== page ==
Encyclopaedia Index

1. Introduction


    1.1 Four types of simulation of relevance to oil-platform safety
    1.2 Why use computer simulation for hazard assessment?
    1.3 What kinds of computer predictions are available
    1.4 Why computer predictions cannot be fully trusted
    1.5 Why numerical modelling is nevertheless still the BATWEC
    1.6 The code-validation question
    1.7 Human, hardware and software requirements for CFD

1.1 Four types of simulation of relevance to oil-platform safety

It is all-too-well known that:

  1. combustible gases may leak into oil-platform modules, forming combustible mixtures with air;
  2. these mixtures may be inadvertently ignited, leading to explosive flame propagation;
  3. damage to and partial destruction of the platform may result in the projection of missiles; and
  4. consequent penetration of vessels containing liquid fuel may lead to spillage and the spread of fire.

How severe will be the damage, how lethal will be the missiles, and what fires may subsequently spread, are all hard to estimate.

Yet they MUST be estimated, if the satisfactoriness of safety precautions is to be assessed, and approvals to build and operate are to be given.

Computer simulations provide a means of making such estimates, by way of predictions of:

  1. the gas-dispersion and mixing process;

  2. the ignition, flame-acceleration and explosion phenomena;

  3. missile formation and motion resulting from structural damage;

  4. the spread of fire resulting from subsequent oil spillage.

The software package EXPLOITS is designed to perform simulations of all four kinds.

Moreover, being an attachment to the general-purpose fluid-flow and solid-stress-analysis code PHOENICS, it can call on all the further capabilities of that code which it requires.

An example: the escape of gas from a leaky flanged joint

The following pictures illustrate the use of PHOENICS, with its "fine-grid-embedding feature", to investigate one element of the Piper Alpha scenario considered in the Cullen report (Ref.1).

Fine grids, ie large numbers of computational cells, are often needed for such simulations, because small details, for example the size of the gap between two flanges, often have very significant effects.

1. Geometry

2. Computational Grid

3. Gas concentration, side view

4. Gas concentration and velocity vectors, top view

5. Velocity vectors, 3 dimensional view

6. Gas concentration contours, 3 dimensional view

1.2 Why computer simulations are used for hazard assessment

Computer-based prediction methods are used for hazard assessment, and for estimating the utility of counter-measures, because experimental studies are far too expensive.

Experimental studies ARE carried out, on laboratory, intermediate or full scales; but their main use is for testing of the validity of the computer-simulation methods.

The recent full-scale-module experiments conducted by the Steel Construction Institute at Spadeadam exemplify the difficulty:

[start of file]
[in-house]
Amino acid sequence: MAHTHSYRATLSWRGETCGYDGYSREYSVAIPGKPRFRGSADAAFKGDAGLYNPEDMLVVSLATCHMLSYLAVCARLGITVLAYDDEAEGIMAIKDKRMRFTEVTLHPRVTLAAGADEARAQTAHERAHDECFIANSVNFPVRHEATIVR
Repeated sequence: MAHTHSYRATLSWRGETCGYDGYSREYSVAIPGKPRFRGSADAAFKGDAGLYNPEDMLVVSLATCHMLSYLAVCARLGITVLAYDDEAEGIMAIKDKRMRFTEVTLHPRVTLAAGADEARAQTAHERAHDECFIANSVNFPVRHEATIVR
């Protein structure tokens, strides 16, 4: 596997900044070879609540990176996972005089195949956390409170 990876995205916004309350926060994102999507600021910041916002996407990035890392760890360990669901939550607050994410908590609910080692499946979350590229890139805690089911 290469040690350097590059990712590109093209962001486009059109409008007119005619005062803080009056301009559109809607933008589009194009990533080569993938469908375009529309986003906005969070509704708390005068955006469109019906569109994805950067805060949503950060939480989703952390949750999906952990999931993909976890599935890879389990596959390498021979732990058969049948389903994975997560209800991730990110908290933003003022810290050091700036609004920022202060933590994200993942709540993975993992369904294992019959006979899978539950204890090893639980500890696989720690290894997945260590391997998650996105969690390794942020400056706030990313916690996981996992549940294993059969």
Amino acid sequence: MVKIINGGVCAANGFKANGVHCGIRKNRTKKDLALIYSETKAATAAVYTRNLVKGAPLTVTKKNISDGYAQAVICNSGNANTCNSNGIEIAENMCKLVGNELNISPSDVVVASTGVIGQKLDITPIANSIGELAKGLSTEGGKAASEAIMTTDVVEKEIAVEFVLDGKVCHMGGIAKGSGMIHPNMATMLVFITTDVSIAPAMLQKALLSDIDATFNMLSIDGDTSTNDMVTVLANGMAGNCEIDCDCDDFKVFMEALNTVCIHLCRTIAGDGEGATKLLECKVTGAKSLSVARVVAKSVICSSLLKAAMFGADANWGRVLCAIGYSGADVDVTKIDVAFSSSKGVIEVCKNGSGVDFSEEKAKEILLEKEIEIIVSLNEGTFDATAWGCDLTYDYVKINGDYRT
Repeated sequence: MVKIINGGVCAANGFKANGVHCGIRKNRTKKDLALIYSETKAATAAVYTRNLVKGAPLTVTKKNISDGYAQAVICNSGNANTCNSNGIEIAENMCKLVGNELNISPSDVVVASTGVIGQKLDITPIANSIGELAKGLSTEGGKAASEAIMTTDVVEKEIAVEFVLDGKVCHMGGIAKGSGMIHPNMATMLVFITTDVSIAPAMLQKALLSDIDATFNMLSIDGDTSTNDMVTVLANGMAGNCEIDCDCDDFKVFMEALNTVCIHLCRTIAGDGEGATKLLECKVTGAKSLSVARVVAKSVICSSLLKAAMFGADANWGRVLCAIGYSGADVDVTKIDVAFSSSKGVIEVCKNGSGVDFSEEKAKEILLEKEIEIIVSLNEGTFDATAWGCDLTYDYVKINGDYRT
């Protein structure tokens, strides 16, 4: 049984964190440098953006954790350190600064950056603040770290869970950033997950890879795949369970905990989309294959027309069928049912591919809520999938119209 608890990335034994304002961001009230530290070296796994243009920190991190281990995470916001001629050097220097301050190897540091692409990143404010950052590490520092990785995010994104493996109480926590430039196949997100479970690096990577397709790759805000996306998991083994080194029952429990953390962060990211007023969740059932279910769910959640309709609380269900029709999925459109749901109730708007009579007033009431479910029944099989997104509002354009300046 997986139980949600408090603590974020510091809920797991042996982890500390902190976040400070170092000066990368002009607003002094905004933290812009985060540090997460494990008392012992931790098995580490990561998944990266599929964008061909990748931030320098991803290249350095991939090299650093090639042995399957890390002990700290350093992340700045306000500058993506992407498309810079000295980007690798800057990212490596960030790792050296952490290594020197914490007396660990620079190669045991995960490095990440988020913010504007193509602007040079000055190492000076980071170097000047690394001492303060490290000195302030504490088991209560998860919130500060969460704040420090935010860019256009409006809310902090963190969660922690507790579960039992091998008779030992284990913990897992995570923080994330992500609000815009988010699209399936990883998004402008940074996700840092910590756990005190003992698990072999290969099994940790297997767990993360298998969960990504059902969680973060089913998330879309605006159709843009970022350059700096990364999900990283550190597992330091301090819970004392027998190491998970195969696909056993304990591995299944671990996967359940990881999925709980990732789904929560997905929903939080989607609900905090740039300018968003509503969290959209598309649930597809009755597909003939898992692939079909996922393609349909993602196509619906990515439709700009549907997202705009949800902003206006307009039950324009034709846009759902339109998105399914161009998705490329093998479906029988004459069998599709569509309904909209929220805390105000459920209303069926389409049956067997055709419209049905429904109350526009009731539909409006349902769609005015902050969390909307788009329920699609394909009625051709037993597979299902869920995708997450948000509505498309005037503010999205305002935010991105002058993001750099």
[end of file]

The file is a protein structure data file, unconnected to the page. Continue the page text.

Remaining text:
Only computer simulations are cheap enough to permit exploration.

1.3 What kinds of computer predictions are available

The predictive techniques used for explosions have been categorised (Ref 2) as being based on:

  1. "empirical models",
  2. "physically-based" models, and
  3. "numerical" models;

and the same categorization principle can be applied to gas dispersion, missile projection and fire spread.

  1. Empirical models are essentially correlation formulae, which seek to derive from such experimental data as are available the relations between:
    • a quantity of interest (eg the peak over-pressure) and
    • conditions of the experiment believed to be important (eg the number of obstacles and the ratio of their size to their spacing).

  2. Physically-based models make more direct use of the laws of physics, to provide guidance as to the form of the correlations; but the geometrical postulates are usually very simple. For example, a few connected chambers may be considered, in each of which conditions are supposed uniform.

    The programs CLICHE, SCOPE and EXTRAN fall into this category.

    They can be regarded as rudimentary numerical models, falling far short of them in realism and detail, but possessing the merits of speed and cheapness.

  3. Numerical models are also "physically-based", but they are designed to take ALL significant geometrical and material-property data into account, and so to provide superior realism, albeit at much greater expense of time and money.

    Computer codes in this category are FLACS, EXSIM, REAGAS, COBRA and EXPSIM, all of which have been specially designed for the simulation of explosions.

    EXPLOITS belongs to the "numerical-model" group; but it differs from the others in being a special-purpose embodiment of a general- purpose code, rather than a one-use-only computer creation.

    All such codes seek to obtain SOLUTIONS OF THE FUNDAMENTAL EQUATIONS of science applied to a sufficiently finely-divided set of imaginary "cells" so configured as to represent, geometrically and in material properties, the real-life object of study.